Department of Health and Human Services

Part 1. Overview Information

Participating Organization(s)

National Institutes of Health (NIH)

Components of Participating Organizations

National Institute of General Medical Sciences (NIGMS)

National Eye Institute (NEI)

National Human Genome Research Institute (NHGRI)

National Institute on Aging (NIA)

National Institute on Alcohol Abuse and Alcoholism (NIAAA)

National Institute of Allergy and Infectious Diseases (NIAID)

National Institute of Arthritis and Musculoskeletal and Skin Diseases (NIAMS)

National Institute of Biomedical Imaging and Bioengineering (NIBIB)

Eunice Kennedy Shriver National Institute of Child Health and Human Development (NICHD)

National Institute on Deafness and Other Communication Disorders (NIDCD)

National Institute of Dental and Craniofacial Research (NIDCR)

National Institute of Diabetes and Digestive and Kidney Diseases (NIDDK)

National Institute on Drug Abuse (NIDA)

National Institute of Environmental Health Sciences (NIEHS)

National Institute of Mental Health (NIMH)

National Institute of Neurological Disorders and Stroke (NINDS)

National Institute of Nursing Research (NINR)

National Library of Medicine (NLM)

National Center for Complementary and Integrative Health (NCCIH)

National Cancer Institute (NCI)

National Heart, Lung, and Blood Institute ( NHLBI )

Funding Opportunity Title
Academic Research Enhancement Award for Undergraduate-Focused Institutions (R15 Clinical Trial Not Allowed)
Activity Code

R15 Academic Research Enhancement Award (AREA)

Announcement Type
Reissue of PAR-18-714
Related Notices

    See Notices of Special Interest associated with this funding opportunity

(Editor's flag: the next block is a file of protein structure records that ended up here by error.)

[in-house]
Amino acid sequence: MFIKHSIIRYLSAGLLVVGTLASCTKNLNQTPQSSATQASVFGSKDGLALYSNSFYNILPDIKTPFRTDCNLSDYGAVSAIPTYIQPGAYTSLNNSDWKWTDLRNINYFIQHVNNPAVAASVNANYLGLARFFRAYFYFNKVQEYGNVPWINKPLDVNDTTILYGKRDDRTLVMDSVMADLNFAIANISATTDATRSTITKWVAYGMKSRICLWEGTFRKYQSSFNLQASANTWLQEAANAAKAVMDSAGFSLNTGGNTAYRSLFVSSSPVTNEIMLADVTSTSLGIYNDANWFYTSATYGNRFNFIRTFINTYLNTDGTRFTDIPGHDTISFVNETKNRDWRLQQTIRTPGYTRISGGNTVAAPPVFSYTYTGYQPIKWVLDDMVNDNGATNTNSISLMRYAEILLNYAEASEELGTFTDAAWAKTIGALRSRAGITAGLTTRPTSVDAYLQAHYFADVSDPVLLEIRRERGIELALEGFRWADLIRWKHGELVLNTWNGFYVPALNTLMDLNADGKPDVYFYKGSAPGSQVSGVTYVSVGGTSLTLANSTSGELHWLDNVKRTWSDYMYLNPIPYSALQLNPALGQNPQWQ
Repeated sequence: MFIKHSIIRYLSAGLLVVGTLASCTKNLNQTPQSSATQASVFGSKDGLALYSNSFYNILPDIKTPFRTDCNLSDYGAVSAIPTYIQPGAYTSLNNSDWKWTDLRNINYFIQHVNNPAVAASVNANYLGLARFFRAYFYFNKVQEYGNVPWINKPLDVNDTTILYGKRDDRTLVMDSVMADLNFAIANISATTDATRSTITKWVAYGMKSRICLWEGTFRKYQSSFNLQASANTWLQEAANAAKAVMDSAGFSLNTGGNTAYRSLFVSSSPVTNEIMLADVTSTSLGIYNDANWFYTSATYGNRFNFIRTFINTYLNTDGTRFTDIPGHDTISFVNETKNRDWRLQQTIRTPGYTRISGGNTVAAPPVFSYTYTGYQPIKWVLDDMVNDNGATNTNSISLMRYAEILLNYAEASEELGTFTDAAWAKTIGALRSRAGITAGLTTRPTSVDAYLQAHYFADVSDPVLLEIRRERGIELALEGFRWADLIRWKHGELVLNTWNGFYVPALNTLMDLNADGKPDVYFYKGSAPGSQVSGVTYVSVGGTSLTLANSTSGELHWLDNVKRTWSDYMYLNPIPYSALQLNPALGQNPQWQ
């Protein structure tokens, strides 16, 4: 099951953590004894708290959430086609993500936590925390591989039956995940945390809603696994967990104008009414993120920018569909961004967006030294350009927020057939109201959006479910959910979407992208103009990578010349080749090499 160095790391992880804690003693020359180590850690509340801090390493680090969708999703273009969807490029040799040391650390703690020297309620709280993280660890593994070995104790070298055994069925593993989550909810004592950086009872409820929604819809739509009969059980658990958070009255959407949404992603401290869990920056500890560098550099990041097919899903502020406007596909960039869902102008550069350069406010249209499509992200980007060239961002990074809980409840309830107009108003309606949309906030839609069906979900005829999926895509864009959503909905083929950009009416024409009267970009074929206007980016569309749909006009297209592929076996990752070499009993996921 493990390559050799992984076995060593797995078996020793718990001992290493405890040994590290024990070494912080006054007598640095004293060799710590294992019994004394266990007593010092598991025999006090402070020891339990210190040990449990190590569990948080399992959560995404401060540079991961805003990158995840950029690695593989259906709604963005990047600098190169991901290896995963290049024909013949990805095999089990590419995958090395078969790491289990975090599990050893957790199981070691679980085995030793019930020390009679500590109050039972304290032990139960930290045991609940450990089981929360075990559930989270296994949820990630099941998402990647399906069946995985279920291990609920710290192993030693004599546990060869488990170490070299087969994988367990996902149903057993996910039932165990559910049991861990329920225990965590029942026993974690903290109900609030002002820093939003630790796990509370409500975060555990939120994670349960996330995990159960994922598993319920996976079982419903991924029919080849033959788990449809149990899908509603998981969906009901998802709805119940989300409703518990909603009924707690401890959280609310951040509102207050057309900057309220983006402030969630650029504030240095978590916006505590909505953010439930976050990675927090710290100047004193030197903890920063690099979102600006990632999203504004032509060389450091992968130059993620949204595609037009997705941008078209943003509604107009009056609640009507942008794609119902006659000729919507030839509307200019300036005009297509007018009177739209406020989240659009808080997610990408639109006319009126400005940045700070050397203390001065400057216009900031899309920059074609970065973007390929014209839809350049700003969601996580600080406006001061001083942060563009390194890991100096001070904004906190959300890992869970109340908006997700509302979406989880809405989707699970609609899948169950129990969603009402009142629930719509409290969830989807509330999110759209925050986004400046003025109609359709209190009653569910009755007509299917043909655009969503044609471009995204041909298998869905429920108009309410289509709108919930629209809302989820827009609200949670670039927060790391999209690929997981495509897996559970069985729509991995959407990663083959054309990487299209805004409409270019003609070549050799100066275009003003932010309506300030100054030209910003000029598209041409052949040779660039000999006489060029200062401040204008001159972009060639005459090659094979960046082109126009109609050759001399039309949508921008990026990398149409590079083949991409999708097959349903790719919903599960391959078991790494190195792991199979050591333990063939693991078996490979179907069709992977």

• September 10, 2021 - Notice of NHLBI Participation in PAR-21-155. See Notice NOT-HL-21-032.
  • June 22, 2021 - Reiterating Organization Eligibility and Application Submission for NIH Research Enhancement Awards (R15). See Notice NOT-OD-21-135.

Funding Opportunity Announcement (FOA) Number
PAR-21-155
Companion Funding Opportunity
PAR-21-154 - Academic Research Enhancement Award for Undergraduate-Focused Institutions (R15 Clinical Trial Required) , R15 Academic Research Enhancement Awards (AREA)
Assistance Listing Number(s)
93.859, 93.242, 93.853, 93.361, 93.879, 93.847, 93.213, 93.855, 93.121, 93.394, 93.393, 93.395, 93.396, 93.399, 93.867, 93.172, 93.866, 93.273, 93.865, 93.846, 93.286, 93.279, 93.173, 93.113, 93.837, 93.838, 93.839, 93.840, 93.233
Funding Opportunity Purpose

The purpose of this Academic Research Enhancement Award (AREA) for Undergraduate-Focused Institutions is to support small scale research grants at institutions that do not receive substantial funding from the NIH, with an emphasis on providing biomedical research experiences primarily for undergraduate students, and enhancing the research environment at applicant institutions. Eligible institutions must award baccalaureate science degrees and have received no more than $6 million dollars per year of NIH support (in both direct and F&A/indirect costs) in 4 of the last 7 fiscal years. For institutions composed of multiple schools and colleges, the $6 million funding limit is based on the amount of NIH funding received by all the non-health professional schools and colleges within the institution as a whole.

 Help determining the Organization Funding Level can be found here or https://grants.nih.gov/grants/funding/r15.htm.

Key Dates

Posted Date
May 19, 2021
Open Date (Earliest Submission Date)
May 25, 2021
Letter of Intent Due Date(s)

Not Applicable

The following table includes NIH standard due dates marked with an asterisk.
Application Due Dates Review and Award Cycles
New Renewal / Resubmission / Revision (as allowed) AIDS Scientific Merit Review Advisory Council Review Earliest Start Date
June 25, 2021 * June 25, 2021 * September 07, 2021 * November 2021 January 2022 April 2022